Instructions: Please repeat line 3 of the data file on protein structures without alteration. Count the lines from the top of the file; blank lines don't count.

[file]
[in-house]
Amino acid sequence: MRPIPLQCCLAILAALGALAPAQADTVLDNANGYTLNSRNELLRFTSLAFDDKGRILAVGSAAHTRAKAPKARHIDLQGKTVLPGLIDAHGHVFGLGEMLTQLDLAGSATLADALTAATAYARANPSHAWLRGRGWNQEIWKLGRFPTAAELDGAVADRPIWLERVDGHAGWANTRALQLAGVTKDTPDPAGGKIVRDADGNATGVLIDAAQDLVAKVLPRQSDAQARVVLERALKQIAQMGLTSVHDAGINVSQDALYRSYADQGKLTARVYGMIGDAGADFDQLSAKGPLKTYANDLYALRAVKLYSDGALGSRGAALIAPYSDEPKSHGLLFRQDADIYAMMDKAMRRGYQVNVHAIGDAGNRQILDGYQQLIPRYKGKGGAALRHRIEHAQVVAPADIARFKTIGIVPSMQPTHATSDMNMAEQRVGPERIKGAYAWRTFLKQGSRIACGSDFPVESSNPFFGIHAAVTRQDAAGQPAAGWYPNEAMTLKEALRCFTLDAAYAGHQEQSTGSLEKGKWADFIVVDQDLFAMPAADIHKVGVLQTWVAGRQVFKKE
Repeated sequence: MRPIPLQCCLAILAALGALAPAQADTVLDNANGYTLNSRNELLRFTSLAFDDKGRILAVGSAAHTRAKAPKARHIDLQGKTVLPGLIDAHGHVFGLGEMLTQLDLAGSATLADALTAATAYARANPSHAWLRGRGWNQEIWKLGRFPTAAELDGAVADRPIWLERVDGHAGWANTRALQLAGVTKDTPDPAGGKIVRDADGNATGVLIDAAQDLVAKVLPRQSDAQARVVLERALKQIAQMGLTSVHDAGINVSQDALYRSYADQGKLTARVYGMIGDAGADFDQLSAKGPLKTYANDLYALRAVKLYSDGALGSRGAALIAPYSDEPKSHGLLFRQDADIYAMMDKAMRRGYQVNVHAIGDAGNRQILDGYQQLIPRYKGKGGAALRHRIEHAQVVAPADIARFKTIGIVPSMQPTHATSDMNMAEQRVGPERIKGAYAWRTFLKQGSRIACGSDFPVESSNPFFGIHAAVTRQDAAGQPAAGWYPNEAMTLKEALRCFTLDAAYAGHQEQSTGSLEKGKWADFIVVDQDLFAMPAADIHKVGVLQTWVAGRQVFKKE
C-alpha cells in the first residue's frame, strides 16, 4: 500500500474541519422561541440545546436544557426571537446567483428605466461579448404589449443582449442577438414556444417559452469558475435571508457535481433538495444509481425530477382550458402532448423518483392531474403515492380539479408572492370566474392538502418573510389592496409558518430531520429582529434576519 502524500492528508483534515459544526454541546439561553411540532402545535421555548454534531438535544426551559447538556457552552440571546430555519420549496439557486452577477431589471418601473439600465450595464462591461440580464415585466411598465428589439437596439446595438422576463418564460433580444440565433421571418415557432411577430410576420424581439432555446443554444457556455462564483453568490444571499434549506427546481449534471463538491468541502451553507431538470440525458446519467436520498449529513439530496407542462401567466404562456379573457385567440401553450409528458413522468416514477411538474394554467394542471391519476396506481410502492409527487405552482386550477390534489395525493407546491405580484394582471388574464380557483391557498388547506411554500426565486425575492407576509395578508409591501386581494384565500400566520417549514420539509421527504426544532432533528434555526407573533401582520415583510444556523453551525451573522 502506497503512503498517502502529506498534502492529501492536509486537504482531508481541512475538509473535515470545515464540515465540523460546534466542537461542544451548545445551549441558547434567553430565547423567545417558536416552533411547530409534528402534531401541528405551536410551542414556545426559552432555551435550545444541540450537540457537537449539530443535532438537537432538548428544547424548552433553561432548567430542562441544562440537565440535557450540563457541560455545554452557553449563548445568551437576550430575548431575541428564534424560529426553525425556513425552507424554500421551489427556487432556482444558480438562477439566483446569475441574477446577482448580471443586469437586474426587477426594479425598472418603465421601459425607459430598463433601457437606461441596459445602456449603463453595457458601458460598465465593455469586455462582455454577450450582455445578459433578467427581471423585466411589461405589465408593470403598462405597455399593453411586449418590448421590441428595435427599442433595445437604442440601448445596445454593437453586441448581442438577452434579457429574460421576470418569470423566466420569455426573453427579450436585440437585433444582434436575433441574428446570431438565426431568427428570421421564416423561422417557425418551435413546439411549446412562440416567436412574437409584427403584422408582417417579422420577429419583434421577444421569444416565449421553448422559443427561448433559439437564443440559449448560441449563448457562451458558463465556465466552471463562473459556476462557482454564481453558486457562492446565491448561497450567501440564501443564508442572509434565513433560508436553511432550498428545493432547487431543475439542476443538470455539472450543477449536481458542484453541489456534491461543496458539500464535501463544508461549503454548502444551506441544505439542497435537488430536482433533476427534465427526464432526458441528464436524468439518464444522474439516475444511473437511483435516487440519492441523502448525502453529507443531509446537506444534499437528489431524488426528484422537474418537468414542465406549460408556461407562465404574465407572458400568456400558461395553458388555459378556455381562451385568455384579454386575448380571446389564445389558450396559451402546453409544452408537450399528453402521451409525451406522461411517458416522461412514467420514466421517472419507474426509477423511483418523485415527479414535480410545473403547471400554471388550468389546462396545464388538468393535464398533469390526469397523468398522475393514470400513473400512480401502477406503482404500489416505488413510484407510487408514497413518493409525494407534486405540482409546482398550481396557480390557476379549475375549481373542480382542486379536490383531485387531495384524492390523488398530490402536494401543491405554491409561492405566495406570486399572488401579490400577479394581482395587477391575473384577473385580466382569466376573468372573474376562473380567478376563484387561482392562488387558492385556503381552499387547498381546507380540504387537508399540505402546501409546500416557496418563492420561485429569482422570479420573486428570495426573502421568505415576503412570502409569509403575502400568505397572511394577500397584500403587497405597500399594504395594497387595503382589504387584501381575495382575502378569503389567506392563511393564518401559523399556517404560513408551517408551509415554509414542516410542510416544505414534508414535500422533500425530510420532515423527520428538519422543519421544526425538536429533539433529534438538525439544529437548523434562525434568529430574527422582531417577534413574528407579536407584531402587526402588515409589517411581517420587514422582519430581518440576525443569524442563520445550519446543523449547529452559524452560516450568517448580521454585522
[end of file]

Repeated sequence: MRPIPLQCCLAILAALGALAPAQADTVLDNANGYTLNSRNELLRFTSLAFDDKGRILAVGSAAHTRAKAPKARHIDLQGKTVLPGLIDAHGHVFGLGEMLTQLDLAGSATLADALTAATAYARANPSHAWLRGRGWNQEIWKLGRFPTAAELDGAVADRPIWLERVDGHAGWANTRALQLAGVTKDTPDPAGGKIVRDADGNATGVLIDAAQDLVAKVLPRQSDAQARVVLERALKQIAQMGLTSVHDAGINVSQDALYRSYADQGKLTARVYGMIGDAGADFDQLSAKGPLKTYANDLYALRAVKLYSDGALGSRGAALIAPYSDEPKSHGLLFRQDADIYAMMDKAMRRGYQVNVHAIGDAGNRQILDGYQQLIPRYKGKGGAALRHRIEHAQVVAPADIARFKTIGIVPSMQPTHATSDMNMAEQRVGPERIKGAYAWRTFLKQGSRIACGSDFPVESSNPFFGIHAAVTRQDAAGQPAAGWYPNEAMTLKEALRCFTLDAAYAGHQEQSTGSLEKGKWADFIVVDQDLFAMPAADIHKVGVLQTWVAGRQVFKKE